Consider the Source

I WORK IN THE MUSIC BIZ. Have for over forty years, now. Back when rock bands first started taking home millions from touring, there instantiated the custom of gifting outstanding employees with silk tour jackets. Those things became very hip and inside for awhile. Until covetous types who wanted to look cool without actually — you know — doing the work got into them and they became so common that the actual road warriors lost interest in them. These days, crews still work in SWAG t-shirts, but you’ll rarely see anyone wearing so blatant a badge. More often, the real movers and shakers are in khakis and polo shirts. And the gifts get less obtrusive and of higher value — for those who really provide outstanding service to a tour. (Frex, I received a $700 wristwatch from one tour recently.)

Think of it as a cargo cult approach to accomplishment. The fans saw the real hipsters wearing the tour jackets and thought the jackets would make them cool, when it was really the hipsters who made the jackets cool.

For a long time, the wealthy and powerful of the world have gone to university. The University of Bologna was founded in 1088 and is credited with being the first degree-granting university. Prior to that, university-level learning was a bit more costly and ad hoc. Essentially, Papa bought you a Greek tutor. But you had to be very rich and powerful. After that, mere merchants could send their sons to college.

Fast forward to the 20th Century, when leftist demagogues tried to persuade working class folk that they, too, could enter the middle class (where they already were, being neither peons or serfs, nor yet hereditary nobility, middle class was all they could be). And said demagogues persuaded them that, because those wealthier and more powerful than they had been to college, so should they (the working class) go to, and they would become rich and powerful.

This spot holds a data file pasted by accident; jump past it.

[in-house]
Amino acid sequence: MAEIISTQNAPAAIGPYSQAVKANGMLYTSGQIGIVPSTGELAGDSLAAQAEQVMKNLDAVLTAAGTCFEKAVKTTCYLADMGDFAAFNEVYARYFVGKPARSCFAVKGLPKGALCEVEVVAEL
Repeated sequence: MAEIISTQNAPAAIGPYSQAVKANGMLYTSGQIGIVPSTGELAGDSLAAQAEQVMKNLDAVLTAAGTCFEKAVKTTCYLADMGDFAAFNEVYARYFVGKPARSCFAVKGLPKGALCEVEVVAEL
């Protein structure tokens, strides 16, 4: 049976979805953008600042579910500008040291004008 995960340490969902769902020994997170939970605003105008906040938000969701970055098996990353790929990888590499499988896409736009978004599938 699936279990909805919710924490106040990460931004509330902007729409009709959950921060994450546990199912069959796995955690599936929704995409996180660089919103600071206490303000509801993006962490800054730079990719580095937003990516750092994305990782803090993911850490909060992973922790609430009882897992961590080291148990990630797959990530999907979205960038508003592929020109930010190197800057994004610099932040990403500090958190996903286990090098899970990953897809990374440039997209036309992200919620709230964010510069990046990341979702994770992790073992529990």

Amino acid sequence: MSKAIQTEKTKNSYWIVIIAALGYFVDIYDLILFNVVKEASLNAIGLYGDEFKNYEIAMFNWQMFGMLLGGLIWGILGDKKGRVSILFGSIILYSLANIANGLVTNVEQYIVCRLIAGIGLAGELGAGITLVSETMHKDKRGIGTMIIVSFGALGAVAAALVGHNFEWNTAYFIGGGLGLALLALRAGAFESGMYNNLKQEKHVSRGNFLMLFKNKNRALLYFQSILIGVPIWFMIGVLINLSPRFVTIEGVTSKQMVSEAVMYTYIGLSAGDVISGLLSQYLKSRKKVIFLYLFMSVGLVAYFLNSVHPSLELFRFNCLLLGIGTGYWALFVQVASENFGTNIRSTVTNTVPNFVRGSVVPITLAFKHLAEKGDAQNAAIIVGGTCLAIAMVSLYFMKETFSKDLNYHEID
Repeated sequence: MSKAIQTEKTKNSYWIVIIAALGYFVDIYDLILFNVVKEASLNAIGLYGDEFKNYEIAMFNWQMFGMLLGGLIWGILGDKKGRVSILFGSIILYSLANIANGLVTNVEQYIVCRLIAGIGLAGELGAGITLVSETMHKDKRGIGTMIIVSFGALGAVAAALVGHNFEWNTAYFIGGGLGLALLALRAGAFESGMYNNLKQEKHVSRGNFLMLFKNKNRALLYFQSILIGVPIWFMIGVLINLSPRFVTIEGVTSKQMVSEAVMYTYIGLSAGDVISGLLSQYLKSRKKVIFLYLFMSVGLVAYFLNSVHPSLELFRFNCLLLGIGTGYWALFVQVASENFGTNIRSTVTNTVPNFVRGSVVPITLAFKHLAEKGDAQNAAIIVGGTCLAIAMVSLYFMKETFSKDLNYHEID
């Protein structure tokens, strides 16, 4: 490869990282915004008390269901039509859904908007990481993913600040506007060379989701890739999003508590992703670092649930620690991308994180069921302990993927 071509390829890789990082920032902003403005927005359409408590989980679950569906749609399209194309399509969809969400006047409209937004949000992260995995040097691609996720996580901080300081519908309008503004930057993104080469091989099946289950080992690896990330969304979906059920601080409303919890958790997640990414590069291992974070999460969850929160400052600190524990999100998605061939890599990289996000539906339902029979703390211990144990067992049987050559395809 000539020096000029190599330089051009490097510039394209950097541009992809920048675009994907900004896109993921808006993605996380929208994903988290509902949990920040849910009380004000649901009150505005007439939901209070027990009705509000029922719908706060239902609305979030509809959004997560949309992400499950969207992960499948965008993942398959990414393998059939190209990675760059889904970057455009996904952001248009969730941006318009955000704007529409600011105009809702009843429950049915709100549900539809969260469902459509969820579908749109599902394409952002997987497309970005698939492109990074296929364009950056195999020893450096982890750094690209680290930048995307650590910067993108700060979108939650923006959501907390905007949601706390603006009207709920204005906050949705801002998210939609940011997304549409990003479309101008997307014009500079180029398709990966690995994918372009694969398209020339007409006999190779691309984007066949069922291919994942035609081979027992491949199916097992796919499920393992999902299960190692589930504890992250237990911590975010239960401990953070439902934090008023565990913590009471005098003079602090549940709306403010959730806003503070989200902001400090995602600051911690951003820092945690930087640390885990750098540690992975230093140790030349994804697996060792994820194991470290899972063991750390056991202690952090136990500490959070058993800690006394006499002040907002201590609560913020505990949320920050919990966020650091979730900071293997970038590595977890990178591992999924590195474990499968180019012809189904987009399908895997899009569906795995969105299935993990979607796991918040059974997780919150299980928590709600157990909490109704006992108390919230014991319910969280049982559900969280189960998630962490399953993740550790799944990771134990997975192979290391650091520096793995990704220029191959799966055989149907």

Not so fast, Guido. See, the wealthy and powerful never had gone to school to become rich or powerful, but in order to gain social graces that allowed them to fit in with their class. Wealth and power wasn’t the outcome, it was the cause, you see. But the leftist demagogues — being covetous sorts themselves — kept hammering on that point until the working class became persuaded that college was the highway to success.

It was a cargo cult approach to accomplishment. And, once again, they got it backwards.

Meantime, those who stayed and actually — you know — did the work got rich and acquired a power of their own of sorts, being one-eyed men in the kingdom of the blind. Carpenters, mechanics, plumbers, electricians became self-employed merchants and bootstrapped themselves into the true American middle class.

Now, we’re faced with the looming collapse of the higher education bubble and people are being forced to face the question: Of what worth is a college education? What price university?

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